Lost in Time - RAW VISION

Lost in Time

First published: Winter 2007

The rapid spread of photography from the late nineteenth century onwards meant that for the first time ordinary people could commission a visual record of themselves and their family in the same way as only the wealthy had been able to do before. The combination of this with the introduction of universal postal services and widespread railway travel resulted in photographs of every day scenes, popular figures, important events and local curiosities being printed and widely distributed as picture postcards.

These postcards were produced in their millions but were some of the the earliest records of what are now termed as Outsider Art or Visionary Environments. Many of them have survived over the years and portray a variety of long lost creations with others that still exist to this day.

 

Palais Idéal (Ideal Palace) (Hauterives, Drôme, France)

Without doubt one of the world's great environments, the Palais Idéal (Ideal Palace) is the creation of Ferdinand Cheval, a country postman who, while making his rounds south of Lyon, France one day in 1879, came across a 'wondrous' stone, the discovery of which prompted him to fulfil a dream. He began to collect more stones as he walked the lanes of the area, and over the next 34 years he worked tirelessly to incorporate them into a 'fairy-like palace beyond imagination that all the genius of a humble man could conceive with grottoes, towers, gardens, castles, museums and sculptures trying to bring back to life all the ancient architectures and primeval times' from the Bible to Hindu mythology. Thanks to photographer Louis Charvat, who produced postcards from 1902 for sale near the Palais, Cheval can be viewed at work. In 1969 André Malraux, Minister of Culture, declared the Palace a cultural landmark, and today it is open to the public.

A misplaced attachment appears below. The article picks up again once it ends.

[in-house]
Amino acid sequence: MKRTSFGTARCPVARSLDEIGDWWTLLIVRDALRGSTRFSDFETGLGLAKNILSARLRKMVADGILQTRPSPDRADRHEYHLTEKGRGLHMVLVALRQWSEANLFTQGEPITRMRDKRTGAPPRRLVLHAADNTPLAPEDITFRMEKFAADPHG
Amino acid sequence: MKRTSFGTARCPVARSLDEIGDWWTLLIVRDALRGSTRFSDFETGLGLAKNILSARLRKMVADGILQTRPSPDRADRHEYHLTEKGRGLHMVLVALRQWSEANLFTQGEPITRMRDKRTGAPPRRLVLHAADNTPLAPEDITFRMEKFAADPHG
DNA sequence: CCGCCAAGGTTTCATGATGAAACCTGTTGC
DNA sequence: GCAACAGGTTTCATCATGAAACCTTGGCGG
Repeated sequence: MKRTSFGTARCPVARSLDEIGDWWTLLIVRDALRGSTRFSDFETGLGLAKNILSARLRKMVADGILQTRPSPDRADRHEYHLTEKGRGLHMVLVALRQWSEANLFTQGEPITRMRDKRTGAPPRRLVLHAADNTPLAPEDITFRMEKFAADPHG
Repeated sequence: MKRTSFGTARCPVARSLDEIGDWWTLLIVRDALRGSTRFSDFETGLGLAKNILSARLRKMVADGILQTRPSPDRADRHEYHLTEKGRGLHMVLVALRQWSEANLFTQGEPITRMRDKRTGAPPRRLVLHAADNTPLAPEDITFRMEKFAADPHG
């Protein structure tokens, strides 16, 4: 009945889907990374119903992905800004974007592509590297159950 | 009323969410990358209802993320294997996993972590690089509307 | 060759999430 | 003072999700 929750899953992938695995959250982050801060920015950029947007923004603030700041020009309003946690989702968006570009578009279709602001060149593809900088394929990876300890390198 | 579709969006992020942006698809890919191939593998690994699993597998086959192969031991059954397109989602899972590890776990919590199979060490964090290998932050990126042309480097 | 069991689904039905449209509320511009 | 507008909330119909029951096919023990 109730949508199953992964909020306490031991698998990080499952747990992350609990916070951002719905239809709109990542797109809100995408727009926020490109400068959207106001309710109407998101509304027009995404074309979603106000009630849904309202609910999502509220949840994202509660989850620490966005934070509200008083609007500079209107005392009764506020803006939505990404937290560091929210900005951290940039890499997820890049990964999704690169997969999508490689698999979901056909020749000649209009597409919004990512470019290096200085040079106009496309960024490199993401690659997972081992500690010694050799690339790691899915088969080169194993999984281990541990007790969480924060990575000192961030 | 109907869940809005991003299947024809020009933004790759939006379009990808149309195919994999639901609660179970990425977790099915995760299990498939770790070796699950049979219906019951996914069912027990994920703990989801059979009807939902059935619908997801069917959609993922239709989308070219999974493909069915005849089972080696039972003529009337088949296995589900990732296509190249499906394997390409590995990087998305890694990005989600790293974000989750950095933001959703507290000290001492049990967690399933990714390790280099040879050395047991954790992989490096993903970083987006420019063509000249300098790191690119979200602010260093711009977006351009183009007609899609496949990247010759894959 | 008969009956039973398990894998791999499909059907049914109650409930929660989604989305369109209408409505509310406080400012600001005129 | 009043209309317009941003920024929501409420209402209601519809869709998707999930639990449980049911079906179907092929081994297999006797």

Cynthia Elyce Rubin

 


Pontypool Park Grotto (Wales, UK)

This shell-covered grotto was originally a simple hunting lodge which was converted in the 18th century by a well-known local family. Wild and mysterious, it was constructed from natural materials found in the area. Three tree-trunks were used as columns at the entrance, and rough rocks were incorporated in the building. The floor is decorated and encrusted with animal bones and teeth which form a kind of mosaic. The grotto itself was restored in the early 1990s, and the rustic chairs, which date from the beginning of the 19th century, in 1997.

Jean-Michel Chesné

 

This is an article extract; read the full article in Raw Vision #61